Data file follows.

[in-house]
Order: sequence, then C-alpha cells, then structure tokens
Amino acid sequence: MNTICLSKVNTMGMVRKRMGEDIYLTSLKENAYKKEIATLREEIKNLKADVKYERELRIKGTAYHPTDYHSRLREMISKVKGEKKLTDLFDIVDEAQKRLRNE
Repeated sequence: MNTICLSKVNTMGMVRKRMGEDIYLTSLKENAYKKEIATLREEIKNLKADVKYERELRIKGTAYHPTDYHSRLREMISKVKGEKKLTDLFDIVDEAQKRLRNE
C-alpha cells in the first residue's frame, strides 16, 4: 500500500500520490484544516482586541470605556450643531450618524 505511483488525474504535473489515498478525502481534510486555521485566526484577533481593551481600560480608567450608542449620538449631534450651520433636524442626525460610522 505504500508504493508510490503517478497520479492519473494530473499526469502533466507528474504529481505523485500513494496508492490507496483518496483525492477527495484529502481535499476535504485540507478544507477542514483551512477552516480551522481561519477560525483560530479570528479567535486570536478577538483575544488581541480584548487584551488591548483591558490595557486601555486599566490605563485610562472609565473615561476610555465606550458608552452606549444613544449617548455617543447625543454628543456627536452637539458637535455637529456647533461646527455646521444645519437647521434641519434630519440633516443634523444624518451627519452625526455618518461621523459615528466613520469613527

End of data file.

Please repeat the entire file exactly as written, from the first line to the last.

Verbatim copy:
[in-house]
Order: sequence, then C-alpha cells, then structure tokens
Amino acid sequence: MNTICLSKVNTMGMVRKRMGEDIYLTSLKENAYKKEIATLREEIKNLKADVKYERELRIKGTAYHPTDYHSRLREMISKVKGEKKLTDLFDIVDEAQKRLRNE
Repeated sequence: MNTICLSKVNTMGMVRKRMGEDIYLTSLKENAYKKEIATLREEIKNLKADVKYERELRIKGTAYHPTDYHSRLREMISKVKGEKKLTDLFDIVDEAQKRLRNE
C-alpha cells in the first residue's frame, strides 16, 4: 500500500500520490484544516482586541470605556450643531450618524 505511483488525474504535473489515498478525502481534510486555521485566526484577533481593551481600560480608567450608542449620538449631534450651520433636524442626525460610522 505504500508504493508510490503517478497520479492519473494530473499526469502533466507528474504529481505523485500513494496508492490507496483518496483525492477527495484529502481535499476535504485540507478544507477542514483551512477552516480551522481561519477560525483560530479570528479567535486570536478577538483575544488581541480584548487584551488591548483591558490595557486601555486599566490605563485610562472609565473615561476610555465606550458608552452606549444613544449617548455617543447625543454628543456627536452637539458637535455637529456647533461646527455646521444645519437647521434641519434630519440633516443634523444624518451627519452625526455618518461621523459615528466613520469613527